Make sure your child has basic technology and access.
Get a Chromebook and/or WiFi hotspot (if needed) from your school. Principals will share information on pickup locations, dates and times directly with parents.
Visit the MCPS Digital Backpack webpage to learn everything you need to know to help you navigate the parent portal, plus other digital and help resources.
Parent Portal (ParentVUE) Activation. Beginning Friday evening, August 21, activation emails and letters for the new parent portal were sent to MCPS parents. If a parent has an email on file, an email with activation instructions will be sent (remember to check spam folders). If a parent does not have an email on file, a mailer will be generated and mailed to the parent address. If parents have difficulty with activating accounts, or if they do not receive a communication, they can contact the MCPS help line at 240-740-7020.
Write down or print out your student’s login information for easy access.
Check your home internet connection before school starts.
If you are experiencing spotty or poor internet connection at home, here is a five-step guide on how to troubleshoot it for free.
If needed, be sure to complete a FARMS (Free and Reduced-Priced Meals) application and map out your plan for accessing meals. More details, including a link to the online application, can be found here.
Prepare your child’s work environment.
Find a space in your home for your child to complete their work.
Some students and families feel more comfortable with greater degrees of privacy. One tip is to have your student position themselves to work with their back to a blank wall, so that only a plain background is visible behind them when they log onto class.
Plan for distractions.
Where possible, set up separate work zones in your home for each child.
Start preparing your child for full days of instruction and work.
Rise and shine. Encourage earlier sleep and wake times so your child is rested and alert for class. Eat a good breakfast.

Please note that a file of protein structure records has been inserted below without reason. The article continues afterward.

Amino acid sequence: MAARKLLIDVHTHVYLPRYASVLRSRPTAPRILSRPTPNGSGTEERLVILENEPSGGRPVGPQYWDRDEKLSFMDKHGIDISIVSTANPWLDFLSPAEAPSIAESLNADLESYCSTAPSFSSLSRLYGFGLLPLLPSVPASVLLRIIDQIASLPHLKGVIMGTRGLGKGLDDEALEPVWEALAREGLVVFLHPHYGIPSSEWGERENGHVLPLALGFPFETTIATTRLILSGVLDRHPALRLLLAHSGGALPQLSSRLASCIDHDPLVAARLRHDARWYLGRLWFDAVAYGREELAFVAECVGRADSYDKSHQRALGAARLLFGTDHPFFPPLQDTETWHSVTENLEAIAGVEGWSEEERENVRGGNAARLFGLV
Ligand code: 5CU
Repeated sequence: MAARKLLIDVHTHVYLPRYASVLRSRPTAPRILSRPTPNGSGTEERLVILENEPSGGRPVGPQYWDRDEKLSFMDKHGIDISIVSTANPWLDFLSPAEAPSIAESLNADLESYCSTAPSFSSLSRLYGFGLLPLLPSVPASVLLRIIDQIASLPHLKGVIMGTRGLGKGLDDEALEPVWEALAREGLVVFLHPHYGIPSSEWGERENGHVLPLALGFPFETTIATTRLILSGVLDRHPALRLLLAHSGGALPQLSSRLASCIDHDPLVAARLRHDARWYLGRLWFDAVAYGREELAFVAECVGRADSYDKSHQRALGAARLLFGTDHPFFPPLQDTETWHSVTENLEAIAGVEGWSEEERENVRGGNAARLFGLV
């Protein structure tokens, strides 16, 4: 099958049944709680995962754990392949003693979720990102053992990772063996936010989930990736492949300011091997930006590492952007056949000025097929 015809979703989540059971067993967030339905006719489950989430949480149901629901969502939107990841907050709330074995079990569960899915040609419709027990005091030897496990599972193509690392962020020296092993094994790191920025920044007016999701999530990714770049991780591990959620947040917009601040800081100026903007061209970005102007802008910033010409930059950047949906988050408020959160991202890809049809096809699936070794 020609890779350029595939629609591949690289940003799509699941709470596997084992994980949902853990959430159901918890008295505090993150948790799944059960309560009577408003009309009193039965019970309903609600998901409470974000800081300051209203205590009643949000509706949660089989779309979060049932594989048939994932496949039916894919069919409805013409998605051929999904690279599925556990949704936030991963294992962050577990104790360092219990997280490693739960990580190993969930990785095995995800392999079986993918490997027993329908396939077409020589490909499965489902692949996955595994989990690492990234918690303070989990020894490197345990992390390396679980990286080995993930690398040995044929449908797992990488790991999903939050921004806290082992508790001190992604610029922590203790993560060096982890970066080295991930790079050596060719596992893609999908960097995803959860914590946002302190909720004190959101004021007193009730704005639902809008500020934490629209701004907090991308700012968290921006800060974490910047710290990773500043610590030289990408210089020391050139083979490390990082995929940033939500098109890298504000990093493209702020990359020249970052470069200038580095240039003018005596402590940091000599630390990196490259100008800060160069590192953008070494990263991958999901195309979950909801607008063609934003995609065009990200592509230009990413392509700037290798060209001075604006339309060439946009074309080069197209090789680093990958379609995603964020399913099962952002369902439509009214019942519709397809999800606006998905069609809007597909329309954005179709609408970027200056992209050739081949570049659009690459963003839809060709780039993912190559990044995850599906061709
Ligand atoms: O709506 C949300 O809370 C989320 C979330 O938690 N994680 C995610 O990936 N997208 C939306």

Dressed and ready to learn. Encourage your child to follow the same morning routine as they did for in-person school. Remind them that they will be visible on screen to classmates and their teachers, so adhering to appropriate school attire is still expected and important.
Discuss expectations. Talk to your child in advance about expected behaviors, attendance and work responsibilities during the virtual school semester. Let them know of all the supports in place to help them be successful.
Review the virtual learning schedule sent by your child’s
Map out a family schedule around live instruction, self-paced work and student support that fits your family’s specific needs, including the needs of working adults in your household.
Reach out to your student’s teacher if you have questions in response to any communications they may have sent out in advance.
Plan your child’s learning schedule around your work schedule. For example:
Have your child work on more challenging activities when you are available to them.
Have your child work on independent reading and subjects that come easiest to them during your designated work hours.
Use to-do lists and planning tools that are age- and grade-level appropriate. Follow up to make sure assignments are done and submitted on time.
There may be times your child won’t be able to work on something without your help. Set aside another time to complete that particular assignment, and have them work on something else.
For full-time working parents, evenings and weekends may be the best times to be a hands-on learning coach.
Give your student brain breaks and exercise breaks. Tips and resources on student well-being will continue to be posted to the BeWell 365: Be Healthy, Be Kind, Be You BeWell webpage. Bookmark and visit that page often for the latest information.